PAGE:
Connecting to a PC with an RS232 (Serial) Port via a DB9 Connector

In the early days of personal computing, almost every PC had an RS232 serial port. Today, very few laptops and only some desktop machines have one. If your PC has an RS232 port available, that's the least expensive route to PICAXE connectivity. And the easiest way to make that connection is with an AXE026 cable available for $10 or less. However, it's also possible to make your own cable, which can not only save a little money, but also allows you to learn something about RS232 wiring.

An RS232 connection on a PC usually uses a specific type of connector called a DB9. The "D" refers to the shape of the housing, and the "9" refers to the number of pins in the connector. (If you are interested, you can research the origin of the "B" on your own, but it's not vital information at this time.) There are two "genders" of DB9 connectors: the DB9F (female) connectors (shown below left) have nine holes to receive nine pins, and the DB9M (male) connectors (shown below right) have nine pins. Look for a DB9M on your PC; if you find one, it's probably an RS232 port, and should be labeled as RS232, Serial, or Com. Without an RS232 port, you will need to skip to Connecting to a PC with a USB Port later in this article.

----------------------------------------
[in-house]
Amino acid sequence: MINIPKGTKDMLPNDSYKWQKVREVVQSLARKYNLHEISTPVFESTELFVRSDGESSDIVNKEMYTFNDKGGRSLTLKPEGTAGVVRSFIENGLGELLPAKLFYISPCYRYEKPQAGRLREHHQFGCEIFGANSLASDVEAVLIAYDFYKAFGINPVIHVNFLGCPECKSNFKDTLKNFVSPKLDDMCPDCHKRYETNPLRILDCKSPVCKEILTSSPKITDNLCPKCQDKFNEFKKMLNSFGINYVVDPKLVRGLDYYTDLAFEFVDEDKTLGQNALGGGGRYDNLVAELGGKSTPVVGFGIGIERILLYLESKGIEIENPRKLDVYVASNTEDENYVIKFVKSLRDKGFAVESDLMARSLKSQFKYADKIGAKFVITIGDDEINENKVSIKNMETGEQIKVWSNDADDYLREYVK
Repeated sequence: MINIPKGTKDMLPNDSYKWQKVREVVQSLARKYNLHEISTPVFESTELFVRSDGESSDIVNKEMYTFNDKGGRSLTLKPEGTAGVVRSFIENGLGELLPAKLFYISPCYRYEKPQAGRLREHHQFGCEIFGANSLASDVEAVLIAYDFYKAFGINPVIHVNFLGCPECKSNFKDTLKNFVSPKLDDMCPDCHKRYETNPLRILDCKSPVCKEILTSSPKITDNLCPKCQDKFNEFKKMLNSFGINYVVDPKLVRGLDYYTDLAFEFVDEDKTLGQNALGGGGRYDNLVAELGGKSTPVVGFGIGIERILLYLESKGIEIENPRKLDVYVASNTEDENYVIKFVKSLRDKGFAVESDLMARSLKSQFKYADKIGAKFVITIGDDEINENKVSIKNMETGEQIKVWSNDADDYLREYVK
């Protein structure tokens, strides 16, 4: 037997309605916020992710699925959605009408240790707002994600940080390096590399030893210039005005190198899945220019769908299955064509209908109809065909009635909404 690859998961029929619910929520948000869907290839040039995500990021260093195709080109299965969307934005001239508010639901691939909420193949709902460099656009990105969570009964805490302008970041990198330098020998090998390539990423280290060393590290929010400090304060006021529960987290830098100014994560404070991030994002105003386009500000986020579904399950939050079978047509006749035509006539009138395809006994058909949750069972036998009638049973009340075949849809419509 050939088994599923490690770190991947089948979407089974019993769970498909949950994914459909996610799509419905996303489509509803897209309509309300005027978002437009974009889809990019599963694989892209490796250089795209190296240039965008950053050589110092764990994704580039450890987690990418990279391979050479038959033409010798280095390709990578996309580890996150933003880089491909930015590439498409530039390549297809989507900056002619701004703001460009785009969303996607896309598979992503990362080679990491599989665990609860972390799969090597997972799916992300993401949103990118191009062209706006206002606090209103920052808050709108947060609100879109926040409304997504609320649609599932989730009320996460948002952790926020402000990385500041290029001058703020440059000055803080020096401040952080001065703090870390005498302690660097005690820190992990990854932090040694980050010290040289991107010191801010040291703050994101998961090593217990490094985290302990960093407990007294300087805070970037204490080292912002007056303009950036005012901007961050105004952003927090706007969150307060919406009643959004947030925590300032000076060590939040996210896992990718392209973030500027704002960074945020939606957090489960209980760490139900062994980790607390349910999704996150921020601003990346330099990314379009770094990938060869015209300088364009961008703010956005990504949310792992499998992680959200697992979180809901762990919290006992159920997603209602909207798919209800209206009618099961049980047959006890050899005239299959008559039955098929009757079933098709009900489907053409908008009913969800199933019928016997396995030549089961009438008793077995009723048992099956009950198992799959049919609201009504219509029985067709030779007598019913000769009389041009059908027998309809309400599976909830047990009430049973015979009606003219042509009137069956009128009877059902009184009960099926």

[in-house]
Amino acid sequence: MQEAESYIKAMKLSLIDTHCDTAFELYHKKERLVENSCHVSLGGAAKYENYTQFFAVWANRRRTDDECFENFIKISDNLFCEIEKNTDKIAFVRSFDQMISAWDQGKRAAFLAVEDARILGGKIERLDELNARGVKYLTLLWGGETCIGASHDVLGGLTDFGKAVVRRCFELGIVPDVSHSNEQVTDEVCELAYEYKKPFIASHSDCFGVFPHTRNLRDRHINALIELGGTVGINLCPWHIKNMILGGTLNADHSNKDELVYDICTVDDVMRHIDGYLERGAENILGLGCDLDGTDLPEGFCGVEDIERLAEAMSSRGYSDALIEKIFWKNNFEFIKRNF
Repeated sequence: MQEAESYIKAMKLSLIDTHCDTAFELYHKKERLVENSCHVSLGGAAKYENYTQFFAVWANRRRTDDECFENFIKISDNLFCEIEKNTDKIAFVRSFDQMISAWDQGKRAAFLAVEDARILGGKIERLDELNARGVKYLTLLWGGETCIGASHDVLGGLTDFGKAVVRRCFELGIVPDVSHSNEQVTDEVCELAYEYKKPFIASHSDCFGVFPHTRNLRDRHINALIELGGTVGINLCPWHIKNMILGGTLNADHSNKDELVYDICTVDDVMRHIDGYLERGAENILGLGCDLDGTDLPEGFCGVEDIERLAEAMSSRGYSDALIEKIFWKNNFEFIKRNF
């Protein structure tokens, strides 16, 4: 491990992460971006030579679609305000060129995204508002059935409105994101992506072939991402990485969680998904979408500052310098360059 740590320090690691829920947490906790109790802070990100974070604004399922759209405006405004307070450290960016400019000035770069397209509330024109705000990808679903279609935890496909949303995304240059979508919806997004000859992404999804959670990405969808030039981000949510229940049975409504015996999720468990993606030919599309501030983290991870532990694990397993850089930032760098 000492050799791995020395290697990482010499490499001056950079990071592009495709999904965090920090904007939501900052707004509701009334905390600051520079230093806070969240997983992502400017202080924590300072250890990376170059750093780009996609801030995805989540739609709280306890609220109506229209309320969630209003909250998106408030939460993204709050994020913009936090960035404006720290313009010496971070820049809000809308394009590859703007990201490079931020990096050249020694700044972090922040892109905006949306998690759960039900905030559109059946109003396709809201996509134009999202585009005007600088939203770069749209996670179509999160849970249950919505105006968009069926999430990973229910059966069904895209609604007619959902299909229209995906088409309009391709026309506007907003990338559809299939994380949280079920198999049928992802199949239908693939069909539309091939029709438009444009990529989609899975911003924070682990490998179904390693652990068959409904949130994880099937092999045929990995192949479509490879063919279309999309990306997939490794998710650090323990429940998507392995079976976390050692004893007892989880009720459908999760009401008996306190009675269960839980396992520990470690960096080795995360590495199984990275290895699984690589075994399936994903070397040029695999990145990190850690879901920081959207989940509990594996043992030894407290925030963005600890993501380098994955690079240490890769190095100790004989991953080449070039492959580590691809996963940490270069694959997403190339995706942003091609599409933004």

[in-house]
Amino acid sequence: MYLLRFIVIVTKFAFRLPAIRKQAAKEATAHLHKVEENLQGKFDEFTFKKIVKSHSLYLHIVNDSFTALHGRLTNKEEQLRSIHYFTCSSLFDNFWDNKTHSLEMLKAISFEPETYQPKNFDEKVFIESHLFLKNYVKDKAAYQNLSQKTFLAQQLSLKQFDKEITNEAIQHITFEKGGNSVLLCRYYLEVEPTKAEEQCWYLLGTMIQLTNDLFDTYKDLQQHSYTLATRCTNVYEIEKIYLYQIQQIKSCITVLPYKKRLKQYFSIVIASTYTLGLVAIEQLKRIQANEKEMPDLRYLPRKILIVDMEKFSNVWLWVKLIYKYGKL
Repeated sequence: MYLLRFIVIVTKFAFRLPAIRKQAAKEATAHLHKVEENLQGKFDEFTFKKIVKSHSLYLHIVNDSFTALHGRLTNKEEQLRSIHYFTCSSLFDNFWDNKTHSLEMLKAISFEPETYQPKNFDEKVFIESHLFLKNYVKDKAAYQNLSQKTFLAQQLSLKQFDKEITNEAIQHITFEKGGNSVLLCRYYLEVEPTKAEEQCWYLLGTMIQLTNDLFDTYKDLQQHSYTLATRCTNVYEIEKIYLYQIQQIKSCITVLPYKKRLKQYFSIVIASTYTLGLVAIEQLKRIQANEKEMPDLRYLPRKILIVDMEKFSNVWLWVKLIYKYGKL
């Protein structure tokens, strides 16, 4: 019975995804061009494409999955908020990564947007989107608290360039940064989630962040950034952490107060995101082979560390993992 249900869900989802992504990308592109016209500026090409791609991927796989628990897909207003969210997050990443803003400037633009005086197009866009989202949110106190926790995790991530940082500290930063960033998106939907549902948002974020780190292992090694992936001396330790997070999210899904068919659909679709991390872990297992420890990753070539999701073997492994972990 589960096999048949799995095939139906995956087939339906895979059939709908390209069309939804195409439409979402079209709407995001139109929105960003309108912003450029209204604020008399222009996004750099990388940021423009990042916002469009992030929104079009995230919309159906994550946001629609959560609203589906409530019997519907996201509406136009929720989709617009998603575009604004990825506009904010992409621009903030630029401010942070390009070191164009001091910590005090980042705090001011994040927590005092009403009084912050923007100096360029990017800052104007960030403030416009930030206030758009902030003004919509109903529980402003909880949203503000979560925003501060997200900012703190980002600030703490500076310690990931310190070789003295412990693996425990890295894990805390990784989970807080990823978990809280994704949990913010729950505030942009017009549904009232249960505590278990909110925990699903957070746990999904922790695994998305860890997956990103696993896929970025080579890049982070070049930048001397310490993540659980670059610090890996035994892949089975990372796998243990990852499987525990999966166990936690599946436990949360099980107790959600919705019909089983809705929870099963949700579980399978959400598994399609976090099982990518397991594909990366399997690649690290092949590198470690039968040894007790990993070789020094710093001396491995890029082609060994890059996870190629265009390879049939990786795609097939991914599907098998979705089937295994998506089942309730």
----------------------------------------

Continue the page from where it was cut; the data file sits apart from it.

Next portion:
Assuming you have an RS232 port available on the PC, you need to locate the three leads to connect to the PICAXE. Each of the DB9 pins has a specific number (as shown in the photos above) and carries a specific signal; RxD is on pin 2, TxD is on pin 3, and Signal Ground is on pin 5. Therefore, what is required is to connect the DB9 pins to the PICAXE pins according to the table below.

RS232 Signal Designation DB9 Pin Number PICAXE Pin Designation PICAXE Leg Number
  Receive Data (RxD) 2   Serial Out   Depends on the PICAXE model.
  Transmit Data (TxD) 3   Serial In
  Signal Ground 5   0V (Ground)


In order to plug into the DB9M (male) connector on the PC, and extend the three leads to your PICAXE, you will need a DB9F (female) connector that has a cable attached. Such cables are often available in thrift stores or on the web for very little money.